The PEOPLE, Plaintiff and Respondent, v. Frank WILLIAMS, Defendant and Appellant.
This is an appeal from a judgment following a jury trial sustaining the People's petition under Penal Code sections 2970 and 2972 1 to extend defendant Frank Williams's commitment as a mentally disordered offender (MDO). The petition alleged that Williams had been convicted of assault with a deadly weapon (§ 245, subd. (a)(1)) in 1991 and assault with intent to commit rape (§ 220) in 1992, and that Williams, originally certified as an MDO in 1996, continued to suffer from a severe mental disorder that made him present a substantial danger of physical harm to other people. In February 2002, the jury found Williams to be an MDO and the court granted the People's petition, extending Williams's MDO commitment an additional year. This timely appeal follows.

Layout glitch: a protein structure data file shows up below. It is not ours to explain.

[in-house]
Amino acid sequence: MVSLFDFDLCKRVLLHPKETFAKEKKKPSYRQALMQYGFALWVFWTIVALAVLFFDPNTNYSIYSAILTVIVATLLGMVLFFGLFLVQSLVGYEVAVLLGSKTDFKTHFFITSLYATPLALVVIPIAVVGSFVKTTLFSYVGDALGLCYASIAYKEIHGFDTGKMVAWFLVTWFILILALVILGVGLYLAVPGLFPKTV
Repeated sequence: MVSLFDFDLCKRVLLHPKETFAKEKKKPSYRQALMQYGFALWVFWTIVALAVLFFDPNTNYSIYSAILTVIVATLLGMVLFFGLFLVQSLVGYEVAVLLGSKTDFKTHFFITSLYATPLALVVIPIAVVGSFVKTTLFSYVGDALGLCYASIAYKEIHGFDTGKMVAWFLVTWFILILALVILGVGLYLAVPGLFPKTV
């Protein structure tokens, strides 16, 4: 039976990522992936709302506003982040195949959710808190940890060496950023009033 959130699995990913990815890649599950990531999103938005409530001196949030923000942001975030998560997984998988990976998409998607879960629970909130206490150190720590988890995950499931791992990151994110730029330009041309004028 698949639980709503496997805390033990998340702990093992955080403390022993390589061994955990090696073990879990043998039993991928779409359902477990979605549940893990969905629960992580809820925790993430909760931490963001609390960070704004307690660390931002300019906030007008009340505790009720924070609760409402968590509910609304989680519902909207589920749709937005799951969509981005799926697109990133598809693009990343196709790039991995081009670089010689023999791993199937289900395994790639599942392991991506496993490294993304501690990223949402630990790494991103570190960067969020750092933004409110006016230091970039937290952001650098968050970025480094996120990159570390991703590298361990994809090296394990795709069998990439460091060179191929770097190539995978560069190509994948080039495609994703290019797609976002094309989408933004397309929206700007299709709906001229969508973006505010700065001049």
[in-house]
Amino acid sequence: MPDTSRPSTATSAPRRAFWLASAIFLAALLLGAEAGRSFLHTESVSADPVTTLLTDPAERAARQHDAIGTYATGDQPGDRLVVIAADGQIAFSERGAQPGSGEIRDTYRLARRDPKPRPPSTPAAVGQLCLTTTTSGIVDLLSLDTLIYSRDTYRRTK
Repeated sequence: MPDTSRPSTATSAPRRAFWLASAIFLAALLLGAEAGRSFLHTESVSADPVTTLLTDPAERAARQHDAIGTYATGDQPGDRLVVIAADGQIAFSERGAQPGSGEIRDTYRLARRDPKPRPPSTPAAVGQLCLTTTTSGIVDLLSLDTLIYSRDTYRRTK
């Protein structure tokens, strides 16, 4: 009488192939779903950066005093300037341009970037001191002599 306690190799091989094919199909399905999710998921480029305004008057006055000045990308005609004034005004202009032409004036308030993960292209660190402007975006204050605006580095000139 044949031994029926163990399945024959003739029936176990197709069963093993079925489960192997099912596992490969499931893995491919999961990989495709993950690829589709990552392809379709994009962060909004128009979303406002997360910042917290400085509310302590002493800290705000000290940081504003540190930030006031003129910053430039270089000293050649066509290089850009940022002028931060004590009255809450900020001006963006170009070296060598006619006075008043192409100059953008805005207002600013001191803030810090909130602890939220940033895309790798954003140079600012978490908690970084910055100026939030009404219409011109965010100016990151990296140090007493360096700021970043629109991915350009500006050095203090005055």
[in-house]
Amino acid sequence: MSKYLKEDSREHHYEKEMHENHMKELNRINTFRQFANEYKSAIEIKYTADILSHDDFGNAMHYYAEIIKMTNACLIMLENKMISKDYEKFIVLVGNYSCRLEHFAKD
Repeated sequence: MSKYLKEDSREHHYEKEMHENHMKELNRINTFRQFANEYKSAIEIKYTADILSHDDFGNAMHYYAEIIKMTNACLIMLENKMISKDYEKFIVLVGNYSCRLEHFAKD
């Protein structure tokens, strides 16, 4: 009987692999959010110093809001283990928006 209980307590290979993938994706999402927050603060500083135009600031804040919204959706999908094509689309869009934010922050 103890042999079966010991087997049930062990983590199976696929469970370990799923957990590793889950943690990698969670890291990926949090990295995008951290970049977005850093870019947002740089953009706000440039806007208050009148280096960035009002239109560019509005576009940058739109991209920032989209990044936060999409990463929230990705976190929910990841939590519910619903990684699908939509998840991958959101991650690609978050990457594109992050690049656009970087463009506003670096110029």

Williams asserts that his MDO commitment must be reversed because the court denied his Faretta2 motion to represent himself at the trial on the MDO petition. The People respond by arguing that (1) the right to self-representation does not apply to an MDO commitment proceeding as it is a civil action; and (2) the court did not err in refusing to let Williams represent himself because Williams's request to represent himself was equivocal and limited in scope. In his reply brief Williams recognizes that the Faretta federal constitutional right to self-representation does not apply because this is a civil commitment proceeding, not a criminal trial. Nevertheless, Williams asserts that he still had a right of self-representation in this commitment proceeding and that we should apply the standards set forth in Faretta in analyzing Williams's request to represent himself.